A look inside laboratories responding to COVID-19

The World Health Organization is helping countries boost testing capacity for SARS-CoV-2, the virus that causes COVID-19. This includes supporting laboratories around the world. Here’s a glimpse at some of that work.

Tawiah-Yingar and Pasagio Tetteh work at the Veterinary Services Directorate in Accra, Ghana, which has been repurposed to support SARS-CoV-2 testing. © WHO / Nana Kofi Acquah

Since January 2020, WHO has emphasized the importance of diagnostic testing as part of a comprehensive strategy to control COVID-19. Tests show us where the virus is hiding, which is key to stopping the chains of transmission.

SARS-CoV-2 samples at the National Public Health Laboratory in Singapore, part of the COVID-19 Reference Laboratory Network. © WHO / Juliana Tan

In order to strengthen global diagnostic capacity, in early 2020 a COVID-19 Reference Laboratory Network was established across the six WHO regions. Laboratories with limited experience have been supported by this network.

Technicians Jose Pablo García Ruiz and Carmen Flores Aguilar work in the Virology Laboratory at the Institute of Epidemiological Diagnosis and Reference (InDRE) in Mexico City, a WHO Collaborating Centre. © WHO / Lisette Poole

Within two weeks of WHO learning of the first cases of the novel coronavirus, China shared the genetic sequences with WHO and the wider world. Working with a partner laboratory in Germany, Charité University, WHO then published the first instructions on how to set up a validated polymerase chain reaction (PCR) test for this new pathogen. This enabled the roll out of testing around the world at unprecedented speed.

A laboratory technician cuts a piece of gel used in a conventional PCR method before being analyzed in a thermal cycler at the Thai Red Cross Emerging Infectious Diseases-Health Science Centre at Chulalongkorn University in Bangkok. © WHO / P. Phutpheng

By the third week of January 2020, WHO had contracted the manufacture of reagents and supplies needed for SARS-CoV-2 PCR tests. By late January, WHO began shipping PCR tests to over 150 labs around the world, enabling countries to detect and monitor the virus.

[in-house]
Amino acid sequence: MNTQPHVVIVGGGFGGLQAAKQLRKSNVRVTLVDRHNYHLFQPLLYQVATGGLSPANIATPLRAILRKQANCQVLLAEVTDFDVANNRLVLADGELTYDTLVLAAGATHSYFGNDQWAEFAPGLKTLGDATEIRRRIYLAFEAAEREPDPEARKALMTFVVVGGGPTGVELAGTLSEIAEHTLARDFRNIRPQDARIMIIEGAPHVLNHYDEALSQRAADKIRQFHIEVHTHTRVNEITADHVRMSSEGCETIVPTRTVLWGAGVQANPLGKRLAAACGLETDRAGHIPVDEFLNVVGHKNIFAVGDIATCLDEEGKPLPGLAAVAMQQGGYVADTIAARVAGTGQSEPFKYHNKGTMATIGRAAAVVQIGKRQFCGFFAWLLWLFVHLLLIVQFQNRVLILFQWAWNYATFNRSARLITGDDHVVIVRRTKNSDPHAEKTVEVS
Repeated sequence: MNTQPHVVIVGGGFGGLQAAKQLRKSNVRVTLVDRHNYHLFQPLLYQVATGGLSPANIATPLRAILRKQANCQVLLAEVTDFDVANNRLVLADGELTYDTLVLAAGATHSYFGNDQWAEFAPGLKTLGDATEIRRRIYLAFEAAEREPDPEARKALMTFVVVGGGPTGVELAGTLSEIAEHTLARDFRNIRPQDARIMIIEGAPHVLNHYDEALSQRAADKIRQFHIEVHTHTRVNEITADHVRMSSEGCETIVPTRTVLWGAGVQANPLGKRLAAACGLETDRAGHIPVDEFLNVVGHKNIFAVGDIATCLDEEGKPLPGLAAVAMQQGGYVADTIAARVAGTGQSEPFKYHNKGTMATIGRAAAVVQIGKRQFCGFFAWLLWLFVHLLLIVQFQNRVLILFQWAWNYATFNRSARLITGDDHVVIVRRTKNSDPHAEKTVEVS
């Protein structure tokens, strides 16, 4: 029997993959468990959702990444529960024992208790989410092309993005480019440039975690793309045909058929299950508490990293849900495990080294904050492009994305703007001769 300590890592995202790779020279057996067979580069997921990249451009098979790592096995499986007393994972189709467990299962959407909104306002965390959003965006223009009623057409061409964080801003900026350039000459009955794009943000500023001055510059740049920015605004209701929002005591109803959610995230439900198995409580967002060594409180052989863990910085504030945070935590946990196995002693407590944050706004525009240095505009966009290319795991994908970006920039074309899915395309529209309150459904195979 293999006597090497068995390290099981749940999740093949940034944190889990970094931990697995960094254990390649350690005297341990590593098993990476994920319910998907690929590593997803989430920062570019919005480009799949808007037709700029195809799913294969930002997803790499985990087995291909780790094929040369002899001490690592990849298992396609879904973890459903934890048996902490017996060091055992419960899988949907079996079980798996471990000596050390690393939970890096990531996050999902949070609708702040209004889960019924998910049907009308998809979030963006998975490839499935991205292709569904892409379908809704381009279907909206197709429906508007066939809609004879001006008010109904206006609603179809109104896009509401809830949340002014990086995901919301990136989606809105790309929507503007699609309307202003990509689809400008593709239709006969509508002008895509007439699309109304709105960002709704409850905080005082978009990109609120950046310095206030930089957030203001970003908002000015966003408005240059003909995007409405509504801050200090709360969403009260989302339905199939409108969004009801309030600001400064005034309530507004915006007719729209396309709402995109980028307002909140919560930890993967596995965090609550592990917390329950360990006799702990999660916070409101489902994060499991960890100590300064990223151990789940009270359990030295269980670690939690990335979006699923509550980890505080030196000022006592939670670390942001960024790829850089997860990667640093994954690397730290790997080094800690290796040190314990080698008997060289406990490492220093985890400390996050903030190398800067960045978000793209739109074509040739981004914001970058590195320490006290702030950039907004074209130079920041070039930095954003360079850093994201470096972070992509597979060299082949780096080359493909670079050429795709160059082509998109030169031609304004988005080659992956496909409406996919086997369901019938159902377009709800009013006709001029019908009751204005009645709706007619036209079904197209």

Health workers test saliva samples for SARS-CoV-2 at the Torlak Institute in Belgrade, Serbia. ©WHO / Martyn Aim

In February, only two laboratories in the WHO African Region could diagnose a COVID-19 case. Now, 750 laboratories across the region can test for the virus. Crucially, testing has been decentralized in many countries, including Benin, Gabon and Nigeria.

Today all 194 Member States can test for SARS-CoV-2.

Dr Mokshanand Fhooblall works with RNA samples extracted from throat swabs at the Candos Virology Lab in Mauritius. © WHO / Gilliane Soupe

Demand for tests has exceeded supply and led to international shortages. Amidst reduced flights and a complex web of travel restrictions, procurement and logistics teams from WHO and partners continue to work around the clock to get laboratories the reagents and supplies they need.

As of 9 November 2020, members of the Diagnostics Consortium for COVID-19 had procured 31.1 million tests, of which 23 million have been delivered.

Medical technologists Yen Chun Ya Tom and Poh Wan Yee Justina process SARS-CoV-2 samples at the National Public Health Laboratory in Singapore. ©WHO / Juliana Tan

While PCR is the gold standard of SARS-CoV-2 testing, other types of tests have also been developed, including rapid antigen detection tests. These are faster, easier to administer and considerably cheaper. Although they are not a replacement for PCR tests, they can provide an important boost to countries’ testing capacity under the right circumstances.

In October, the Access to COVID-19 Tools (ACT) Accelerator announced that they would make 120 million of these antigen tests available to low and middle income countries.

A laboratory technologist manages samples in a freezer at the Institute of Epidemiology Disease Control And Research Field Laboratory in Cox’s Bazar, Bangladesh. WHO assisted the laboratory to increase SARS-CoV-2 testing capacity from around 100 tests per day to over 1500 per day. © WHO / Fabeha Monir

WHO continues to develop guidance and technical briefs to assist policymakers and laboratories on testing for SARS-CoV-2. And by regularly convening a diagnostics and laboratories global expert network, new knowledge is shared quickly across the globe.

Thanks to our Member States, foundations, other multilateral and private sector organizations and individuals, WHO has been able to support laboratories around the world. You can help by donating to the COVID-19 Solidarity Response Fund.

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